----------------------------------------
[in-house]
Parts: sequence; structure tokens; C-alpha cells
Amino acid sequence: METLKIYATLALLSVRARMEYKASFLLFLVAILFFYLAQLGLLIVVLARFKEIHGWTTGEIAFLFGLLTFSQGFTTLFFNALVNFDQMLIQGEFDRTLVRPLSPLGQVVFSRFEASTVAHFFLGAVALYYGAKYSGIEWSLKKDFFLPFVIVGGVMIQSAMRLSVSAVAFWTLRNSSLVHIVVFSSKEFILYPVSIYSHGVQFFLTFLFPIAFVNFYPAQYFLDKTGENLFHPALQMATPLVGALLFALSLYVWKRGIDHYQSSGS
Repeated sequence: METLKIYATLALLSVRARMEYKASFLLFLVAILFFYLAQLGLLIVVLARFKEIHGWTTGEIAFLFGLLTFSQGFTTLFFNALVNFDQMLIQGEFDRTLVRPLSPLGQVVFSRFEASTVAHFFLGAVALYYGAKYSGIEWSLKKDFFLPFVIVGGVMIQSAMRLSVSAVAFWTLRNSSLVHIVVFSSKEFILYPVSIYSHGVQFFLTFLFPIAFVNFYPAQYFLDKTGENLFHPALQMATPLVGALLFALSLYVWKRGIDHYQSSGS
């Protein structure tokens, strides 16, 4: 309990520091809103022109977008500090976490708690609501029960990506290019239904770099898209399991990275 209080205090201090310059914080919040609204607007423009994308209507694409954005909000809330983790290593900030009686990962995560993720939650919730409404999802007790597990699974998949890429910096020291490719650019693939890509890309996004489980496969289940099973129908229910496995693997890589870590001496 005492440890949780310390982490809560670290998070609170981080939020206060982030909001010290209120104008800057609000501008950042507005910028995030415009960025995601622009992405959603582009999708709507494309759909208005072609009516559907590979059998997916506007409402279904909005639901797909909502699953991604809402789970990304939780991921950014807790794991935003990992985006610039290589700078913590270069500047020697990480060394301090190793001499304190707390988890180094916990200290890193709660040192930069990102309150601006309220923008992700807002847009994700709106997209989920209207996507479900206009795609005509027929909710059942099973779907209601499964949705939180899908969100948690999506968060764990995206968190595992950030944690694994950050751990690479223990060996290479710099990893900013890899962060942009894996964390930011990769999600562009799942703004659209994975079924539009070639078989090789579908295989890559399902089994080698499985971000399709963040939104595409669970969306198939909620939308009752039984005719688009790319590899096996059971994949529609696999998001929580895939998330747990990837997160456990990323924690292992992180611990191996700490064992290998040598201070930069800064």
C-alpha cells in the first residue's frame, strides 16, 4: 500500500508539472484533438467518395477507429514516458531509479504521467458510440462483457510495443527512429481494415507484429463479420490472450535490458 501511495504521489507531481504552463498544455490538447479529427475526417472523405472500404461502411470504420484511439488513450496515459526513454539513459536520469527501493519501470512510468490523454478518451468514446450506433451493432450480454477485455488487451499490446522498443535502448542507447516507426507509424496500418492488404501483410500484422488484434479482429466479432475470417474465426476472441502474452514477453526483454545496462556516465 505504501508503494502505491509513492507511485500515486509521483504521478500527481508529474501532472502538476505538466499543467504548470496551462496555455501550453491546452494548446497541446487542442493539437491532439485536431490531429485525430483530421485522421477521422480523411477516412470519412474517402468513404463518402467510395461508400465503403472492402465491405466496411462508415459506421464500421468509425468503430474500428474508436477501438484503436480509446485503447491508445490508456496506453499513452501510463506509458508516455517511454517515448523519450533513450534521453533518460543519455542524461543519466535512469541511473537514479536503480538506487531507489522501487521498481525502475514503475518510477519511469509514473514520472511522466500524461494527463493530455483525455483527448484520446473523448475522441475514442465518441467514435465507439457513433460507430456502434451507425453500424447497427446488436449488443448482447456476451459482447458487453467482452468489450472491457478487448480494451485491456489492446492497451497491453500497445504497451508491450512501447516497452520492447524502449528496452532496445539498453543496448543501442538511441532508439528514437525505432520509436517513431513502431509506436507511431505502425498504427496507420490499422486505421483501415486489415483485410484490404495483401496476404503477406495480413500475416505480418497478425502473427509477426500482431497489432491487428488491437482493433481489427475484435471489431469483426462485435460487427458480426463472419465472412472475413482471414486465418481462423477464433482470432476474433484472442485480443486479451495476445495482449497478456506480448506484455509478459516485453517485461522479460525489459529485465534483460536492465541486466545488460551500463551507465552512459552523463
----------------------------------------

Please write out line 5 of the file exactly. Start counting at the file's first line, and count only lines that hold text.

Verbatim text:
């Protein structure tokens, strides 16, 4: 309990520091809103022109977008500090976490708690609501029960990506290019239904770099898209399991990275 209080205090201090310059914080919040609204607007423009994308209507694409954005909000809330983790290593900030009686990962995560993720939650919730409404999802007790597990699974998949890429910096020291490719650019693939890509890309996004489980496969289940099973129908229910496995693997890589870590001496 005492440890949780310390982490809560670290998070609170981080939020206060982030909001010290209120104008800057609000501008950042507005910028995030415009960025995601622009992405959603582009999708709507494309759909208005072609009516559907590979059998997916506007409402279904909005639901797909909502699953991604809402789970990304939780991921950014807790794991935003990992985006610039290589700078913590270069500047020697990480060394301090190793001499304190707390988890180094916990200290890193709660040192930069990102309150601006309220923008992700807002847009994700709106997209989920209207996507479900206009795609005509027929909710059942099973779907209601499964949705939180899908969100948690999506968060764990995206968190595992950030944690694994950050751990690479223990060996290479710099990893900013890899962060942009894996964390930011990769999600562009799942703004659209994975079924539009070639078989090789579908295989890559399902089994080698499985971000399709963040939104595409669970969306198939909620939308009752039984005719688009790319590899096996059971994949529609696999998001929580895939998330747990990837997160456990990323924690292992992180611990191996700490064992290998040598201070930069800064």